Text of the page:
History of the Singapore Musical
Is There a Singapore Musical Theatre?
Singapore Musical Theatre
Prescription for Singapore Musicals
Content Development For Musicals
The Singapore Musical
Singapore Musical Theater
Creative Industries
Five Foot Broadway 2007
Musical Theatre Workshop
Musicals in the Raw
Why New Musicals?
Incubating Musicals
Impossible Dream
How to Write a Musical
Writing Musicals
Future of Musical Theatre
Musicals Dead?
Jukebox Musicals
The Story of Chess
Sondheim v Webber
Fred Ebb
Film Musicals List
Break a Leg
Musical Dissonance
Flop Musicals
Are Critics Necessary?
Writer's Block
Five Foot Broadway 2005
Report 5 Ft Broadway
The Next Wave
New Wave 3
Admiral's Odyssey, The
Atlas Unbound
Big Bang!
Bunga Mawar
But Now We See
Chang and Eng
Corporate Animals
Firefly in the Light
Forbidden City
Good History, A
I Have a Date with Spring
It's My Life
Kampong Amber
Kung Fu Tale, A
Lao Jiu
Lao Jiu (2012)
Lost in Transit
Magic Paintbrush
The Magic Paintbrush: the Musical
Makan Place
Making the Grade
Mortal Sins
Mr Beng
Nanyang the musical
Oi! Sleeping Beauty!
Pagoda Street
Phua Chu Kang
Roses & Hello
School House Rockz
Shanghai Blues
Sing to the Dawn
Singapura: the musical
Sleepless Town
Snow Queen, The
Snow Wolf Lake
So You Want to be a Nurse
24 Hours
Twist of Fate, A
Viva Lah! Singapura
Women on Canvas
e-mail me

Are Critics Necessary?


Are Critics a Necessary Evil?

Michael Coveney, writing in the November 2005 issue of Prospect, decries the drop in the standard of theater criticism in England. During the 1970s, when there was a flourishing of theater, reviews took center stage. Critics were as famous as the star performers, and their sparring with one another would attract widespread readers' attention, eg Kenneth Tynan versus Harold Hobson, both of the Sunday Times. The other prominent critic of the 1970s was Clive James of the Observer, whose intelligent and witty reviews were always entertaining.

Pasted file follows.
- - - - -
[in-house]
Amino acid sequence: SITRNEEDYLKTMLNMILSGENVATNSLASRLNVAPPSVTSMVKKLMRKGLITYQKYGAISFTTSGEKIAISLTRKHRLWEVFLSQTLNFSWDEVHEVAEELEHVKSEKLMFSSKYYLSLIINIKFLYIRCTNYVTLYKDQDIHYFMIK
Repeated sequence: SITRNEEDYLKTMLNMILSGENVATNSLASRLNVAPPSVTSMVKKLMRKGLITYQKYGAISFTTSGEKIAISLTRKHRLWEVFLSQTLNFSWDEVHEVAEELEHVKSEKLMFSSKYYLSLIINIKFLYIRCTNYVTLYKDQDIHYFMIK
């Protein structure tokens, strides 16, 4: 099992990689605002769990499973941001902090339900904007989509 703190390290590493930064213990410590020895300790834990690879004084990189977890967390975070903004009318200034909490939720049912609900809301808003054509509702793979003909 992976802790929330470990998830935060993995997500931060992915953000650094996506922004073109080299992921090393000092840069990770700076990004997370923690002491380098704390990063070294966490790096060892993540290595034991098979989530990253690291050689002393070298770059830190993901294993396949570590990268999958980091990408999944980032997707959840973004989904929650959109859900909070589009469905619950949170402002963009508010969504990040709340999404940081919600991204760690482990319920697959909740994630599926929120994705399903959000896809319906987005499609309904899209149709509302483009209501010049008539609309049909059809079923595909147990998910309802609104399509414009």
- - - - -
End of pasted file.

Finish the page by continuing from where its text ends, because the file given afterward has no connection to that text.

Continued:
However, in the past 20 years, according to Coveney, the pendulum had swung in the opposite direction. Theater no longer featured prominently in the newspapers, and publication of reviews of plays were either delayed or absent altogether.

This begs the question: "What is the role of the theater critic?" Coveney would say that "surely the critic's task (is) to funnel discussion of big issues through the mediating experience of the work of art itself." He berated newspaper editors who sent in critical "clowns" who lacked knowledge to review shows. As a result, critics have "become marginalized in the mass media."

"A critic is there to set out the reasons for an artist's claim on our attention, and a good one should be able to do this," says Coveney.

Potential problems may arise if a critic is too severe in his or her criticisms. It may deter people from watching a show, or worse, extinguish a promising playwright. At the other extreme, if the critic gives unnecessarily excessive praise to a mediocre piece of work, it could encourage the persistence of mediocrity.

I have my feet planted in both camps, being both at the receiving end of a critic's barbs, as well as being an occasional critic myself. And I can tell you that being a critic does not endear you to your theater colleagues and friends.

Nevertheless, I believe that critics can play an important role in the development of Singapore theater. They can help us become more discerning, to gain deeper insights into works of art. Critics may also play a role in helping playwrights sharpen their writing skills and to develop their own voice. Provided, of course, that the critic has the sensitivity, the balance, and the background knowledge to give a fair evaluation of the work. 

The Australian critic Peter Conrad said: "Critics are the means whereby society becomes conscious of itself, aware of the direction it is taking. There can be no culture without them. We still need critics."

[Reference: Prospect November 2005.]